RELIEF VALVES. Relief valves are
automatic valves used on system lines and
equipment to prevent overpressurization. Most
relief valves simply lift (open) at a preset pressure
and reset (shut) when the pressure drops only
slightly below the lifting pressure. Figure 9-24
shows a relief valve of this type. System pressure
simply acts under the valve disk at the inlet of the
valve. When system pressure exceeds the force ex-
erted by the valve spring, the valve disk lifts off
its seat, allowing some of the system fluid to
escape through the valve outlet until system
pressure is reduced to just below the relief set
point of the valve. The spring then reseats the
valve. An operating lever is provided to allow
manual cycling of the relief valve or to gag it open
for certain tests. Virtually all relief valves are
provided with some type of device to allow
Other types of relief valves are the high-
pressure air safety relief valve and the bleed air
surge relief valve. Both of these types of valves
are designed to open completely at a specified lift
pressure and to remain open until a specific reset
pressure is reachedat which time they shut.
Many different designs of these valves are used,
but the same result is achieved.
Figure 9-25.Pressure-reducing (spring-loaded) valve.
SPRING-LOADED REDUCING VALVES.
Spring-loaded reducing valves, one type of which
is shown in figure 9-25, are used in a wide variety
of applications. Low-pressure air reducers and
others are of this type. The valve simply uses
spring pressure against a diaphragm to open the
valve. On the bottom of the diaphragm, the outlet
pressure (the pressure in the reduced pressure
system) of the valve forces the disk upward to shut
the valve. When the outlet pressure drops below
the set point of the valve, the spring pressure
overcomes the outlet pressure and forces the valve
stem downward, opening the valve. As the outlet
pressure increases, approaching the desired value,
the pressure under the diaphragm begins to
overcome spring pressure, forcing the valve stem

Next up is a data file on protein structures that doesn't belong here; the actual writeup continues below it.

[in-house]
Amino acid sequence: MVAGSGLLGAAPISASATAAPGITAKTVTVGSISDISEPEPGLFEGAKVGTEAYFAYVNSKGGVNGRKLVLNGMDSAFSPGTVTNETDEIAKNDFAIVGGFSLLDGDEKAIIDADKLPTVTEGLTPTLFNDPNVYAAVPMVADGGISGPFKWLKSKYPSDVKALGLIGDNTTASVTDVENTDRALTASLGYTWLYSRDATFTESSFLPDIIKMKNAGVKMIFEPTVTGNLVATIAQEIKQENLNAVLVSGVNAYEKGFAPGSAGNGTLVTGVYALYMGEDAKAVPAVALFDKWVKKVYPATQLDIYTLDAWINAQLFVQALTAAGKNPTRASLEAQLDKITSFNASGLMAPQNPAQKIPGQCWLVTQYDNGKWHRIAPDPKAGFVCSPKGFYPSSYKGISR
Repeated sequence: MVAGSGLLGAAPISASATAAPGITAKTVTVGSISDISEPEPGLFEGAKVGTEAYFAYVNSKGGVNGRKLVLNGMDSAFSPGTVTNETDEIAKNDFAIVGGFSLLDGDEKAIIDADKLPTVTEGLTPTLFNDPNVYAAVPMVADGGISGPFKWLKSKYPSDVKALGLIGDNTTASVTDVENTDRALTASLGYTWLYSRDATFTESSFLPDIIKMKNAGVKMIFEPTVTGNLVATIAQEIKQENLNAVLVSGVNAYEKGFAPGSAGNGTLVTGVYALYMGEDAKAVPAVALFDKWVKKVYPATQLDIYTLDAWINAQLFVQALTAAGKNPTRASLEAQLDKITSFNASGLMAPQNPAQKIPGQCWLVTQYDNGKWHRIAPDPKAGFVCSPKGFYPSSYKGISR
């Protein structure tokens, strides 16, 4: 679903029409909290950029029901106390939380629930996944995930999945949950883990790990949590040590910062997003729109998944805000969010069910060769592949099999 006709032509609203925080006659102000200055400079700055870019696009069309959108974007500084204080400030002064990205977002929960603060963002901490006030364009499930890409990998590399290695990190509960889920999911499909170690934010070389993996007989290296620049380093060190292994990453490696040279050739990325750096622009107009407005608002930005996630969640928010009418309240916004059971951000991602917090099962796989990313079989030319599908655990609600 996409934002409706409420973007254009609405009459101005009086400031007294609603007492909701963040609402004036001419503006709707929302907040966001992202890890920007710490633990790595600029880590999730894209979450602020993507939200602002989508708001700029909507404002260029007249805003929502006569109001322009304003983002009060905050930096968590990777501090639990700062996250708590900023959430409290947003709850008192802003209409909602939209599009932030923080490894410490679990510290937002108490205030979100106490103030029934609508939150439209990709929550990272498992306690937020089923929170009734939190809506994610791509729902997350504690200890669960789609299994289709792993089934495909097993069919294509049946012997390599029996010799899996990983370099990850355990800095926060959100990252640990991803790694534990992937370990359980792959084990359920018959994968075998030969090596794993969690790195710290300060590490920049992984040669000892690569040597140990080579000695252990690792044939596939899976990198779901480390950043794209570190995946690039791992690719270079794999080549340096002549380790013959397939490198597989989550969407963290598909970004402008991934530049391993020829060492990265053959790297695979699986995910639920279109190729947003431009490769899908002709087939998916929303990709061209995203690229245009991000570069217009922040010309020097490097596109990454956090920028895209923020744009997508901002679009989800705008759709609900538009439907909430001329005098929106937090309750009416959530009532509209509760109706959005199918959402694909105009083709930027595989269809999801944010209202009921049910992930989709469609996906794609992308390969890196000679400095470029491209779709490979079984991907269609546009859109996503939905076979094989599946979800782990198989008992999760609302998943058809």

upwards, shutting the valve. You can adjust the
downstream pressure by removing the valve cap
and turning the adjusting screw, which varies the
spring pressure against the diaphragm. This
particular spring-loaded valve will fail in the open
position if a diaphragm rupture occurs.
REMOTE-OPERATING VALVES. Remote-
operating gear is installed to provide a means of
operating certain valves from distant stations.
Remote-operating gear may be mechanical, hy-
draulic, pneumatic, or electric.
Some remote-operating gear for valves is used
in the normal operation of valves. For example,
the main drain system manual valves are opened
and closed by a reach rod or a series of reach rods
and gears. Reach rods may be used to operate
engine-room valves in instances where the valves
are difficult to reach from the operating stations.
Other remote-operating gear is installed as
emergency equipment. Some of the main drain
and almost all of the secondary drain system
valves are equipped with remote-operating gears.
You can operate these valves locally, or in an
emergency, you can operate them from remote
stations. Remote-operating gear also includes a
valve position indicator to show whether the valve
is open or closed.
PRESSURE-REDUCING VALVES. Pressure-
reducing valves are automatic valves that provide
a steady pressure into a system that is at a lower
pressure than the supply system. Reducing valves
of one type or another are found, for example,
in firemain, seawater, and other systems. A
reducing valve can normally be set for any desired
downstream pressure within the design limits of
the valve. Once the valve is set, the reduced
pressure will be maintained regardless of changes